Jpop not all about the pop
Japanese pop music is no longer the saccharine landscape colored with prefab girl groups and androgynous rock singers (also, message to rock critics, noise bands aren’t the only ones making noise). R&B and Rap are increasingly popular sales wise and influence wise. Here are a few You Tube samples of what’s out there over there, starting with:
Koda Kumi – turned from pop singer wanna-be to a very wealthy R&B styled performer with a risqué streak. Not surprisingly the American otaku community finds her overt sexuality too Western. Guys, girls, time to step away from the anime DVDs and see what is happening to real people. This cut features the duo Soulhead.
Namie Amuro – very popular Okinawan chanteuse who perhaps pioneered the move away from more pop oriented dance songs to R&B. She always seems a bit tired to me, though, like she’s been up all night. Guess it’s hard being a single mom.
M-Flo was one of the first urban music bands out of Japan I heard. Though there music tends toward pop/dance (owes to their chart success) they epitomize hip-hop in that their crew is made up of Japanese ethnic minorities, a Korean MC (Verbal, one of my favorites) and a Japanese-Columbian singer (Lisa Ono, who has since left the band to solo success). This PV features Crystal Kay, a Korean/Japanese-African American singer.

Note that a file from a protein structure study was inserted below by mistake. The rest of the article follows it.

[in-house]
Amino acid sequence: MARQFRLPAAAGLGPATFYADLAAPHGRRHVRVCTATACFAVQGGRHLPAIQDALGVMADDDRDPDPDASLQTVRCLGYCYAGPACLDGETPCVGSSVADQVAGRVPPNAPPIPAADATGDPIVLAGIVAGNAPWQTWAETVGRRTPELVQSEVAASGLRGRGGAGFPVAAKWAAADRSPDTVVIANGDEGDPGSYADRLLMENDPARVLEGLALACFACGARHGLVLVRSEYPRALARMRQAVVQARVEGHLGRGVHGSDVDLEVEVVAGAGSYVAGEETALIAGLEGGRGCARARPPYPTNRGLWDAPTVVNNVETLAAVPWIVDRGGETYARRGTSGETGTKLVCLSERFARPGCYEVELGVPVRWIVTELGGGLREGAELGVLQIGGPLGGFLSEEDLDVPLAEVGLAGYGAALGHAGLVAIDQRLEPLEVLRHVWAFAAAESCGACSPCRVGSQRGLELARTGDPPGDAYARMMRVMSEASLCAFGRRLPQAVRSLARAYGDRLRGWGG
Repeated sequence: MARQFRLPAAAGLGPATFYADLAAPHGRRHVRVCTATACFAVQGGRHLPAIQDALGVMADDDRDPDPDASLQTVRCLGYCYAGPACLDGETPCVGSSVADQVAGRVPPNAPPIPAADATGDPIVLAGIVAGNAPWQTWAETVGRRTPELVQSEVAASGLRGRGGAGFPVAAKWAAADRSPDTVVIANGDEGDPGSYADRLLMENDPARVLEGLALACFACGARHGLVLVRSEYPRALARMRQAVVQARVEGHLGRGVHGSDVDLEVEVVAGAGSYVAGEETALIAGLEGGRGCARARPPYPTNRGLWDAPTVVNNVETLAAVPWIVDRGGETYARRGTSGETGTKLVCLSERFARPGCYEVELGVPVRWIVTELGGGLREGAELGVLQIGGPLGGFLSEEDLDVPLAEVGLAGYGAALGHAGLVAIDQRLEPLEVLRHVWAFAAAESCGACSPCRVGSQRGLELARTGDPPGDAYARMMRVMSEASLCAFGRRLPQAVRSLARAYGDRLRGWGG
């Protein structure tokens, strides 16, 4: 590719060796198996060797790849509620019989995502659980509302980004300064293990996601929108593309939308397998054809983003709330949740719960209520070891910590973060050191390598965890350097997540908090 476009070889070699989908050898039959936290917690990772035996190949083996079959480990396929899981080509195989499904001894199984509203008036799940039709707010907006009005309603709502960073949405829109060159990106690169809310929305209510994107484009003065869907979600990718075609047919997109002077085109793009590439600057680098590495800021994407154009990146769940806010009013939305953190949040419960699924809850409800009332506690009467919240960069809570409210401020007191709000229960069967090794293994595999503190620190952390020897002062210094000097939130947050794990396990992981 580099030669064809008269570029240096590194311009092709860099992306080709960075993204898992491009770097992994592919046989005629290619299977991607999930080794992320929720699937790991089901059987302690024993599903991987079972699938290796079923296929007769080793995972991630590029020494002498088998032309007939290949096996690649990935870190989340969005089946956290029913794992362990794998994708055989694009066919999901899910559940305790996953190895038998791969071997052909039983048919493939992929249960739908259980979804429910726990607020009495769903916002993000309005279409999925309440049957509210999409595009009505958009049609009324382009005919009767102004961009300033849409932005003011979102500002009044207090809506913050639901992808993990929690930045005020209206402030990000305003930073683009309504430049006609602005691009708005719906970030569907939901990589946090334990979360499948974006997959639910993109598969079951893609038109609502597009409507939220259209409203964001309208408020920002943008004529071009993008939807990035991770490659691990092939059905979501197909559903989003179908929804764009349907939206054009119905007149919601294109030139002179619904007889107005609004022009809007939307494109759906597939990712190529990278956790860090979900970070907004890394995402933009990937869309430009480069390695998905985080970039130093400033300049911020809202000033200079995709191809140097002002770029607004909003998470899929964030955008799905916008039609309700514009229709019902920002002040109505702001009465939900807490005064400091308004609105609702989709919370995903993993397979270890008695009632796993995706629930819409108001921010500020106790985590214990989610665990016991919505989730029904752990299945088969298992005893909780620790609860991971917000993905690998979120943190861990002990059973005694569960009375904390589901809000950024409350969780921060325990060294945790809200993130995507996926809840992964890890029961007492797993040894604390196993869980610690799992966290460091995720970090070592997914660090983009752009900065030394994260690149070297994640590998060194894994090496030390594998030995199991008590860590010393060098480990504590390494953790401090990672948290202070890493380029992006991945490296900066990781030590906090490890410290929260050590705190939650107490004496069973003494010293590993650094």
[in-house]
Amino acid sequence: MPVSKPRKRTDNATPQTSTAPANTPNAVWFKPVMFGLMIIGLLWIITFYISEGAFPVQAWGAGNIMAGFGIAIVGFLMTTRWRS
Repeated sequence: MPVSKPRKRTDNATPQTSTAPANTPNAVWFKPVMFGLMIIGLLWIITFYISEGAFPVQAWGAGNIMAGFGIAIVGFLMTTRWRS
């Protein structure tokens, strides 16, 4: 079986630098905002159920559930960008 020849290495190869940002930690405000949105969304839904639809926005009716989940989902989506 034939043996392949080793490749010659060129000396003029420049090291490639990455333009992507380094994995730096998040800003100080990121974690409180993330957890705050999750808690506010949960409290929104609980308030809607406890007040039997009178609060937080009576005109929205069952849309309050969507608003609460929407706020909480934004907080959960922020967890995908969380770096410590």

King Ghidora – one of the old school of Japanese rap music. This clip features fellow old schooler Zeebra (often called a DMX siphon)
Q – never heard of this cat before, but pretty tight on the mic he is.
K Dub Shine – Trying his hand at “underground” rap. A lot of Japanese DJ’s have been doing the kind of beats that underground stalwarts like RJD2 and others have made popular over here.
Double – for awhile, was one of the very few Japanese artists doing what we’d consider soul music over here, not really a whiff of the pop influences that color a lot of what is considered R&B in Japan. She used to perform with her sister, who died, hence the name “Double.” Also one of the best singers in Japanese music. Interesting to see her dancing around like this, she’s had a more reserved image in the past. The times, as I’m saying, are a changing.
Finally, Toshinobu Kubota, the dean of soul singers in Japan. He’s made a couple of stabs at making noise in the states, putting out two English language records. I think only BET paid attention to him. Too bad, he’s pretty talented.